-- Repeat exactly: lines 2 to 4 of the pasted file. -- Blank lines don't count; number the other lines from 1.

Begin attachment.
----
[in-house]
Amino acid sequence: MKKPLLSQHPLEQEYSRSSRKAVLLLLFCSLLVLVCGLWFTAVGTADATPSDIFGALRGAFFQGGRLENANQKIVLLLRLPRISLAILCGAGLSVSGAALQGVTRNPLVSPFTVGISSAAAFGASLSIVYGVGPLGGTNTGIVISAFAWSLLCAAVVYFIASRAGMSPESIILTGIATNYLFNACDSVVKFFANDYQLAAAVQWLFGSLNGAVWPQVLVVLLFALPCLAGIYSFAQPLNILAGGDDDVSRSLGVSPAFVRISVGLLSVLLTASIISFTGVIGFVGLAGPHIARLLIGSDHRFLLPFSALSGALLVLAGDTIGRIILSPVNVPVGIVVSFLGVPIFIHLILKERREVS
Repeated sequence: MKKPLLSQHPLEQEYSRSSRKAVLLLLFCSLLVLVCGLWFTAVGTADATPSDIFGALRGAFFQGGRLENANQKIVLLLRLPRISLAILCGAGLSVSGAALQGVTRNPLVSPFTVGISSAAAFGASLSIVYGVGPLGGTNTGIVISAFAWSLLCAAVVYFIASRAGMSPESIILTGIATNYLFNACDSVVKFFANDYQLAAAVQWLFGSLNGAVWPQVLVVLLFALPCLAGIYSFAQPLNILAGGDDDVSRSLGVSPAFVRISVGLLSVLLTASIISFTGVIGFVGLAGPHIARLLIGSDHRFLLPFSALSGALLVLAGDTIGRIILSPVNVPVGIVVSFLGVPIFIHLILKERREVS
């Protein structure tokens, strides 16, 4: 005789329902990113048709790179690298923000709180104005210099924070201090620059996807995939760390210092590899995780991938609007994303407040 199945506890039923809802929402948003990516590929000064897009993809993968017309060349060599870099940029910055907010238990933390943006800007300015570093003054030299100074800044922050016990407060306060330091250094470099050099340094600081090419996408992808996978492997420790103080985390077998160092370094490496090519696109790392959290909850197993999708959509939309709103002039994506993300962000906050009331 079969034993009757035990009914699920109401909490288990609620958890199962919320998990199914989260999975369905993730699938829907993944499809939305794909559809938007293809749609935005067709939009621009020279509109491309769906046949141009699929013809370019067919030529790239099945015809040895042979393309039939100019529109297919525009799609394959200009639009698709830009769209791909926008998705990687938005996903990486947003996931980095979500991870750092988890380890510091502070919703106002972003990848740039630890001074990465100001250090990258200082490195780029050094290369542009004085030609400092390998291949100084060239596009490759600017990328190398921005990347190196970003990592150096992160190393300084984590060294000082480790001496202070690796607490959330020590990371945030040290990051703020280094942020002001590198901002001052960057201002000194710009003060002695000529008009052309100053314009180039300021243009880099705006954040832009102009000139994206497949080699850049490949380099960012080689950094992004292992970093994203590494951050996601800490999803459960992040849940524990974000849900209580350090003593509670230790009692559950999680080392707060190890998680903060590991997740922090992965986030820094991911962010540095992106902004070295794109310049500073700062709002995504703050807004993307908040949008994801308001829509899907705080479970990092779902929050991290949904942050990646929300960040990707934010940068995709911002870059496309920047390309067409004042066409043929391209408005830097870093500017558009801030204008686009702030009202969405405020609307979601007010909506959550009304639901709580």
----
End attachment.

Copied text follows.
Amino acid sequence: MKKPLLSQHPLEQEYSRSSRKAVLLLLFCSLLVLVCGLWFTAVGTADATPSDIFGALRGAFFQGGRLENANQKIVLLLRLPRISLAILCGAGLSVSGAALQGVTRNPLVSPFTVGISSAAAFGASLSIVYGVGPLGGTNTGIVISAFAWSLLCAAVVYFIASRAGMSPESIILTGIATNYLFNACDSVVKFFANDYQLAAAVQWLFGSLNGAVWPQVLVVLLFALPCLAGIYSFAQPLNILAGGDDDVSRSLGVSPAFVRISVGLLSVLLTASIISFTGVIGFVGLAGPHIARLLIGSDHRFLLPFSALSGALLVLAGDTIGRIILSPVNVPVGIVVSFLGVPIFIHLILKERREVS
Repeated sequence: MKKPLLSQHPLEQEYSRSSRKAVLLLLFCSLLVLVCGLWFTAVGTADATPSDIFGALRGAFFQGGRLENANQKIVLLLRLPRISLAILCGAGLSVSGAALQGVTRNPLVSPFTVGISSAAAFGASLSIVYGVGPLGGTNTGIVISAFAWSLLCAAVVYFIASRAGMSPESIILTGIATNYLFNACDSVVKFFANDYQLAAAVQWLFGSLNGAVWPQVLVVLLFALPCLAGIYSFAQPLNILAGGDDDVSRSLGVSPAFVRISVGLLSVLLTASIISFTGVIGFVGLAGPHIARLLIGSDHRFLLPFSALSGALLVLAGDTIGRIILSPVNVPVGIVVSFLGVPIFIHLILKERREVS
């Protein structure tokens, strides 16, 4: 005789329902990113048709790179690298923000709180104005210099924070201090620059996807995939760390210092590899995780991938609007994303407040 199945506890039923809802929402948003990516590929000064897009993809993968017309060349060599870099940029910055907010238990933390943006800007300015570093003054030299100074800044922050016990407060306060330091250094470099050099340094600081090419996408992808996978492997420790103080985390077998160092370094490496090519696109790392959290909850197993999708959509939309709103002039994506993300962000906050009331 079969034993009757035990009914699920109401909490288990609620958890199962919320998990199914989260999975369905993730699938829907993944499809939305794909559809938007293809749609935005067709939009621009020279509109491309769906046949141009699929013809370019067919030529790239099945015809040895042979393309039939100019529109297919525009799609394959200009639009698709830009769209791909926008998705990687938005996903990486947003996931980095979500991870750092988890380890510091502070919703106002972003990848740039630890001074990465100001250090990258200082490195780029050094290369542009004085030609400092390998291949100084060239596009490759600017990328190398921005990347190196970003990592150096992160190393300084984590060294000082480790001496202070690796607490959330020590990371945030040290990051703020280094942020002001590198901002001052960057201002000194710009003060002695000529008009052309100053314009180039300021243009880099705006954040832009102009000139994206497949080699850049490949380099960012080689950094992004292992970093994203590494951050996601800490999803459960992040849940524990974000849900209580350090003593509670230790009692559950999680080392707060190890998680903060590991997740922090992965986030820094991911962010540095992106902004070295794109310049500073700062709002995504703050807004993307908040949008994801308001829509899907705080479970990092779902929050991290949904942050990646929300960040990707934010940068995709911002870059496309920047390309067409004042066409043929391209408005830097870093500017558009801030204008686009702030009202969405405020609307979601007010909506959550009304639901709580």